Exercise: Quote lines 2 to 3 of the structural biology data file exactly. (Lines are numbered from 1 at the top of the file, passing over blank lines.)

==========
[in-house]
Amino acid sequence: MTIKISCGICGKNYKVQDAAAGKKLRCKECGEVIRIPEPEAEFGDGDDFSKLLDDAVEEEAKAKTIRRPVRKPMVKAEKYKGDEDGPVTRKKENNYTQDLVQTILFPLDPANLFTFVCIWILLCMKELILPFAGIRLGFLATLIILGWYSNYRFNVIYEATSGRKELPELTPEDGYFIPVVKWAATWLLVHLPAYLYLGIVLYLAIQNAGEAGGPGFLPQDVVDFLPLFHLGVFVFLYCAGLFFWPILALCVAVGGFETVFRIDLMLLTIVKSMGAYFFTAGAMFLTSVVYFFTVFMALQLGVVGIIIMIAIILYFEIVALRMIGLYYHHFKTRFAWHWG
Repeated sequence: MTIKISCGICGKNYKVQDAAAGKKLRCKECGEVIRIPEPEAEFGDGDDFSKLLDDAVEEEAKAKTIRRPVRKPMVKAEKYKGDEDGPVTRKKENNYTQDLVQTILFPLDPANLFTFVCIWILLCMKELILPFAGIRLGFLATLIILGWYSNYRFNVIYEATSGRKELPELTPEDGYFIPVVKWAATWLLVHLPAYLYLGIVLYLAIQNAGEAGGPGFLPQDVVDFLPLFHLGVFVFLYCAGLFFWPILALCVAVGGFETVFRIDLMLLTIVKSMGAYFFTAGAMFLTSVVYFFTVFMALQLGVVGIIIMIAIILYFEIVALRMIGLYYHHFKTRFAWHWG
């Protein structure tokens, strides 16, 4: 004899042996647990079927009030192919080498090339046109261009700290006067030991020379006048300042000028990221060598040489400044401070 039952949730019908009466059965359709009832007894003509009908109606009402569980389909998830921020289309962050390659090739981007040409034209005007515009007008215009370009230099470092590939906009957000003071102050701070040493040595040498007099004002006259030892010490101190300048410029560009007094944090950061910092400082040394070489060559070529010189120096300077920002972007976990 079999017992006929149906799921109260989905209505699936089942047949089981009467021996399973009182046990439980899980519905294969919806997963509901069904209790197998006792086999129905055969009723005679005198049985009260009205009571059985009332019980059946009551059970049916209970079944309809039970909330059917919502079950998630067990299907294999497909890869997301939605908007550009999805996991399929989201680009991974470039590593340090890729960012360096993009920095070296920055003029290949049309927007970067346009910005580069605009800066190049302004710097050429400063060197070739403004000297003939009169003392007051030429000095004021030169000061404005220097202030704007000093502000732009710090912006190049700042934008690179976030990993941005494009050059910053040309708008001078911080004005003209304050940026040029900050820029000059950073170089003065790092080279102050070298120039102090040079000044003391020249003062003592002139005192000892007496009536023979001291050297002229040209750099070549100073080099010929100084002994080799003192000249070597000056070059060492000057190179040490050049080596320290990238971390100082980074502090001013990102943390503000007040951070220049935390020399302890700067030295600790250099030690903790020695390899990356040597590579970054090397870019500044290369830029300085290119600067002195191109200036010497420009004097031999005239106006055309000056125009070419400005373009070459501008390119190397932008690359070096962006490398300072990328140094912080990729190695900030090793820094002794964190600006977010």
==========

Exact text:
Amino acid sequence: MTIKISCGICGKNYKVQDAAAGKKLRCKECGEVIRIPEPEAEFGDGDDFSKLLDDAVEEEAKAKTIRRPVRKPMVKAEKYKGDEDGPVTRKKENNYTQDLVQTILFPLDPANLFTFVCIWILLCMKELILPFAGIRLGFLATLIILGWYSNYRFNVIYEATSGRKELPELTPEDGYFIPVVKWAATWLLVHLPAYLYLGIVLYLAIQNAGEAGGPGFLPQDVVDFLPLFHLGVFVFLYCAGLFFWPILALCVAVGGFETVFRIDLMLLTIVKSMGAYFFTAGAMFLTSVVYFFTVFMALQLGVVGIIIMIAIILYFEIVALRMIGLYYHHFKTRFAWHWG
Repeated sequence: MTIKISCGICGKNYKVQDAAAGKKLRCKECGEVIRIPEPEAEFGDGDDFSKLLDDAVEEEAKAKTIRRPVRKPMVKAEKYKGDEDGPVTRKKENNYTQDLVQTILFPLDPANLFTFVCIWILLCMKELILPFAGIRLGFLATLIILGWYSNYRFNVIYEATSGRKELPELTPEDGYFIPVVKWAATWLLVHLPAYLYLGIVLYLAIQNAGEAGGPGFLPQDVVDFLPLFHLGVFVFLYCAGLFFWPILALCVAVGGFETVFRIDLMLLTIVKSMGAYFFTAGAMFLTSVVYFFTVFMALQLGVVGIIIMIAIILYFEIVALRMIGLYYHHFKTRFAWHWG